Although I like the speed and convenience of email, text messages, Facebook and tweets (that’s a fib, I don’t understand how Twitter works…), I adore receiving a tangible letter or card through the post. It doesn’t have to be much, a postcard or scribbled note will do. There’s something heart-warming to think that someone thought of you and actually went to the effort of finding just the right card, sitting down to write a cheerful message, then sticking on a stamp before battling through hail or gale-force winds to the postbox.
I’m even more ardent about Christmas cards. Ok, an e-card is (just about) better than nothing but I love the festiveness of putting all my cards up on the mantelpiece, admiring the diversity of all those cute snowmen, nativity scenes and semi-clad Santas displaying their Christmas baubles. As someone living abroad, far from family and friends, it brings a spark of joy to my day if I receive a jolly Christmas card from home. Christmas can be a lonely time for many (not just ex-pats) and Christmas cards are a small way to bring a bit of happiness to one another.
They can also be a fulfilling experience for the sender. I love the ritual of writing my cards; Christmas carols playing in the background, enjoying a glass of mulled wine and a couple of mince pies. Thinking of those I’m sending cards to and remembering the times we’ve shared together: good or bad, intense or light-hearted, drunk or sober.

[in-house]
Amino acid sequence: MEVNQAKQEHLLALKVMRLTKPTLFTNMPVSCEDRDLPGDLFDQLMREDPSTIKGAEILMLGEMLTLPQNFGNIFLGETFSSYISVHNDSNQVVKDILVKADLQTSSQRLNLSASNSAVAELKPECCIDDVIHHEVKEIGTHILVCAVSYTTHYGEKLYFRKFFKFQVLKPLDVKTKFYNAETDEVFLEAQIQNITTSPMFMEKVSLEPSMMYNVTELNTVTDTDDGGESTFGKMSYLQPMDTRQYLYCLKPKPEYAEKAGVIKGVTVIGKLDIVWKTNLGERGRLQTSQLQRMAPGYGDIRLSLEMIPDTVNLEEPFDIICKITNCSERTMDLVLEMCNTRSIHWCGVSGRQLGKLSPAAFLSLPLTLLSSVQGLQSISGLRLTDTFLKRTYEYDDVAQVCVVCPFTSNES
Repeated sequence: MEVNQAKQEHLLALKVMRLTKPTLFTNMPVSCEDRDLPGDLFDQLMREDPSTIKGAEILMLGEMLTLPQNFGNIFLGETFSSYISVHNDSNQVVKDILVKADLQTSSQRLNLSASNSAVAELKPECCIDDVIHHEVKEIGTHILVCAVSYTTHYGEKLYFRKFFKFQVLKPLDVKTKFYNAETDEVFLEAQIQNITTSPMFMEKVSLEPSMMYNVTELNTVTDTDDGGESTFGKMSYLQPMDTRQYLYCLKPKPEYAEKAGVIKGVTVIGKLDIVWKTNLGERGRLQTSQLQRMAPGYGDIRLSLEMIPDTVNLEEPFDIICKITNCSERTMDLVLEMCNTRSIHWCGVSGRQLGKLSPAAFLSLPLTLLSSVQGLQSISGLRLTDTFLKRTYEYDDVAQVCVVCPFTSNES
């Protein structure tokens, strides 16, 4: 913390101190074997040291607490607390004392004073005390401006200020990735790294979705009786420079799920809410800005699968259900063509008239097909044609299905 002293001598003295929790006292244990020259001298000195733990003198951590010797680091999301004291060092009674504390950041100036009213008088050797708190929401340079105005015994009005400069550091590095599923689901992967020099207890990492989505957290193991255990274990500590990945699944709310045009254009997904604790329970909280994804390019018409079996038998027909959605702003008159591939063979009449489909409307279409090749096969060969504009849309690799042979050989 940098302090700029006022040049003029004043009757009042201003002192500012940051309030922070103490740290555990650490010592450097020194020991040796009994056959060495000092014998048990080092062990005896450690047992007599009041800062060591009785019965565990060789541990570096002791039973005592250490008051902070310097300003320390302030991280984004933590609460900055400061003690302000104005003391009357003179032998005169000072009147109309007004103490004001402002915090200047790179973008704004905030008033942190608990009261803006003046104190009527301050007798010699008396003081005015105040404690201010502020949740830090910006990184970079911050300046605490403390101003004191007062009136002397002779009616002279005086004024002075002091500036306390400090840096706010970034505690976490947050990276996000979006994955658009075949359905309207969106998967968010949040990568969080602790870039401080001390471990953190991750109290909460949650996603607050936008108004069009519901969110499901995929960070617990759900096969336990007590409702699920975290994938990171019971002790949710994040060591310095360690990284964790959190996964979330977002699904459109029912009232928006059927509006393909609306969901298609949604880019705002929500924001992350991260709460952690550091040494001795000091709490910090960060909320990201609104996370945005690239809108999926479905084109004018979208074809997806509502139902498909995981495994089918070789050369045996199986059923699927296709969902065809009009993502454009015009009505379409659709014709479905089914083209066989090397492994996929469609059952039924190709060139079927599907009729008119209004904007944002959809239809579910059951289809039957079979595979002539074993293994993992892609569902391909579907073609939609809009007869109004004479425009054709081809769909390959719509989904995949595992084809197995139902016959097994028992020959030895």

However, that was all in the past. The huge number of friends who don’t send cards anymore has worn me down and I don’t think I can be bothered this year. It’s so belittling to send a Christmas card to someone only to be told in a supercilious tone, ‘Thanks for the card. Of course, we don’t send them anymore. We give to charity instead.’
What a cop-out. I think they’re two completely separate things. It’s like me saying, ‘Oh, I’m not sending Christmas cards this year because I need the money for my wine fund,’ or ‘I won’t be giving you a Christmas present because I’ve spent the money on cake.’
Why not do both? Most people in my ‘social set’ (ooooh, get her) can afford to send a few cards as well as donate a tenner to charity. I’m not talking about sending cards to everyone you’ve ever met but it’s nice to show close friends and family that you’re thinking of them over the festive season. Surely giving to charity can be a year round activity, not just confined to Christmas? At other times of the year people don’t say, ‘I’m not sending you a Birthday card this year; I’m donating to charity instead.’
I’m always a little tempted to check-up on those who send an email stating their intention to donate to charity. ‘Could I see your receipt from the RSPCA for your donation please? Oh, lost it have we? Rather convenient…’ Why not just tell everyone, ‘I can’t be arsed to buy a load of cards, spend hours of my precious time writing cards, addressing envelopes then driving to the postbox, when I could be at home drinking Babycham and watching X-Factor.’ Actually, I do have one friend who says this and, you know what? I totally respect her for it!
And to those who moan about what a waste of money cards and stamps are – well, surely we all waste money like that every day? Buying a newspaper? Daily cappuccino? Or my real bugbear – spending hundreds of euros a month on utility bills???
What do you think? Are Christmas cards a total waste of money, time and trees? Or a wonderful way to keep in touch at this special time of year?? There’s still time for me to be converted back to a Devoted Sender of Christmas Cards! Mind you, I may have offended most of my friends with this post so I won’t need to send many…